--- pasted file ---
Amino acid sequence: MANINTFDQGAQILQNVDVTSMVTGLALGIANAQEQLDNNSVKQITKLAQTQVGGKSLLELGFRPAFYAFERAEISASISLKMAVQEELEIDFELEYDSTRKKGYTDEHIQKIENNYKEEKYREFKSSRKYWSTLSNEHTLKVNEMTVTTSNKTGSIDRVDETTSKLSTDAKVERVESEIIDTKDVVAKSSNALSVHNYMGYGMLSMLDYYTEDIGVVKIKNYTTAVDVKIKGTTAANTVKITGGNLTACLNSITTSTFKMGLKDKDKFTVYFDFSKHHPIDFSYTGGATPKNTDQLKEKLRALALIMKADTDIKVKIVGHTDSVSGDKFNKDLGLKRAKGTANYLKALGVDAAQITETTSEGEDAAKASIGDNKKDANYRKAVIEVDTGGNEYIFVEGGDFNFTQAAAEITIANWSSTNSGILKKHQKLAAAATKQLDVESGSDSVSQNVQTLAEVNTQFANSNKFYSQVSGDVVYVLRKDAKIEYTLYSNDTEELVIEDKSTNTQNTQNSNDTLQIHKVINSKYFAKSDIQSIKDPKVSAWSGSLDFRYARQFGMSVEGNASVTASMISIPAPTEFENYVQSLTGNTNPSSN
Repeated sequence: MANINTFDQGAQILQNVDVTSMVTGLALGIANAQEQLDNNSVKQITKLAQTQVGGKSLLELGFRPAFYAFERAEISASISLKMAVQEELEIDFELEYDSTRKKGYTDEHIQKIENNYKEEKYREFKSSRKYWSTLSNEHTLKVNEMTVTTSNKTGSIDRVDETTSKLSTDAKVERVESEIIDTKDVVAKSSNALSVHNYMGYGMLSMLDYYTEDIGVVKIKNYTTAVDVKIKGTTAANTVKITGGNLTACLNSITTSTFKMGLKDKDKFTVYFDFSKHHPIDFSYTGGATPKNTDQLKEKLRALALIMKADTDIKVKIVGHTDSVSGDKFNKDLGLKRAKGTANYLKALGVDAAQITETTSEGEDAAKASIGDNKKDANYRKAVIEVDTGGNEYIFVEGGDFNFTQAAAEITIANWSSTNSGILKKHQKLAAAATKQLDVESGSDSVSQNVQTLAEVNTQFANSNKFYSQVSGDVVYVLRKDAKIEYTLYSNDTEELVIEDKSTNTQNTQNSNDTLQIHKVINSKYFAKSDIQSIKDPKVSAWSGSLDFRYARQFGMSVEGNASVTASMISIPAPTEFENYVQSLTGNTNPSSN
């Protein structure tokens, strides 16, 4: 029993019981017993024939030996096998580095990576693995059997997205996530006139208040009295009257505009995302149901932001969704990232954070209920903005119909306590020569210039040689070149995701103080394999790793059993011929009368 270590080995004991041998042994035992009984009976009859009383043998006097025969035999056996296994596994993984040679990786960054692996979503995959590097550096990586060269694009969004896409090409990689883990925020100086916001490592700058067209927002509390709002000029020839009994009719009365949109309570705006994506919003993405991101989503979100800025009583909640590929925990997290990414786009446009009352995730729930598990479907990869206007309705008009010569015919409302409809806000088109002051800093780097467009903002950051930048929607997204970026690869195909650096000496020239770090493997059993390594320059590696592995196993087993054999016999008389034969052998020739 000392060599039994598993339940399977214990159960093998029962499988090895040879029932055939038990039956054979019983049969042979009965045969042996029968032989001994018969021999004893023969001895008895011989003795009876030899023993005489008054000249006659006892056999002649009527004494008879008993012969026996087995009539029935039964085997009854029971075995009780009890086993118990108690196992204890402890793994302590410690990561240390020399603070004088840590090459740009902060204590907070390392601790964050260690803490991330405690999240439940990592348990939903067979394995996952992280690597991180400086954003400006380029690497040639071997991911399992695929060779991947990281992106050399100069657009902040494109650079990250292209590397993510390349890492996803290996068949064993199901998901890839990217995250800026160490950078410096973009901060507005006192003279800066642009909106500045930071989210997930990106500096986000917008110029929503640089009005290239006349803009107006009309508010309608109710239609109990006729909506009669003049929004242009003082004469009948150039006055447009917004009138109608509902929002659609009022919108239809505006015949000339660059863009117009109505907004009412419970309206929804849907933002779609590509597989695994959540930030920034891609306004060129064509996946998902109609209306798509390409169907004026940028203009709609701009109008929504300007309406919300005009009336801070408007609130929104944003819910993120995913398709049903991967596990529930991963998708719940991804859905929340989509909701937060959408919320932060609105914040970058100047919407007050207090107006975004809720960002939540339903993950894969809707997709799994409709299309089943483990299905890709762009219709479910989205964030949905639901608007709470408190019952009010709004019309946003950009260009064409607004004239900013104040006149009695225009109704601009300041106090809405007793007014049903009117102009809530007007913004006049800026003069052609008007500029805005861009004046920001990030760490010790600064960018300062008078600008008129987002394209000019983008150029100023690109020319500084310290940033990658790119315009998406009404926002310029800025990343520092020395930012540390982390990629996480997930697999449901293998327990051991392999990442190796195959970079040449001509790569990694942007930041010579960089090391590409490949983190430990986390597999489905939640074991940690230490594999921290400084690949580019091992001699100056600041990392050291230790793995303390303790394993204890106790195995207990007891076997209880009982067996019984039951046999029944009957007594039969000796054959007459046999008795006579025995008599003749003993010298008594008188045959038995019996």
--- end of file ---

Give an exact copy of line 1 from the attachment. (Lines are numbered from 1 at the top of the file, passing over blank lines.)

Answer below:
Amino acid sequence: MANINTFDQGAQILQNVDVTSMVTGLALGIANAQEQLDNNSVKQITKLAQTQVGGKSLLELGFRPAFYAFERAEISASISLKMAVQEELEIDFELEYDSTRKKGYTDEHIQKIENNYKEEKYREFKSSRKYWSTLSNEHTLKVNEMTVTTSNKTGSIDRVDETTSKLSTDAKVERVESEIIDTKDVVAKSSNALSVHNYMGYGMLSMLDYYTEDIGVVKIKNYTTAVDVKIKGTTAANTVKITGGNLTACLNSITTSTFKMGLKDKDKFTVYFDFSKHHPIDFSYTGGATPKNTDQLKEKLRALALIMKADTDIKVKIVGHTDSVSGDKFNKDLGLKRAKGTANYLKALGVDAAQITETTSEGEDAAKASIGDNKKDANYRKAVIEVDTGGNEYIFVEGGDFNFTQAAAEITIANWSSTNSGILKKHQKLAAAATKQLDVESGSDSVSQNVQTLAEVNTQFANSNKFYSQVSGDVVYVLRKDAKIEYTLYSNDTEELVIEDKSTNTQNTQNSNDTLQIHKVINSKYFAKSDIQSIKDPKVSAWSGSLDFRYARQFGMSVEGNASVTASMISIPAPTEFENYVQSLTGNTNPSSN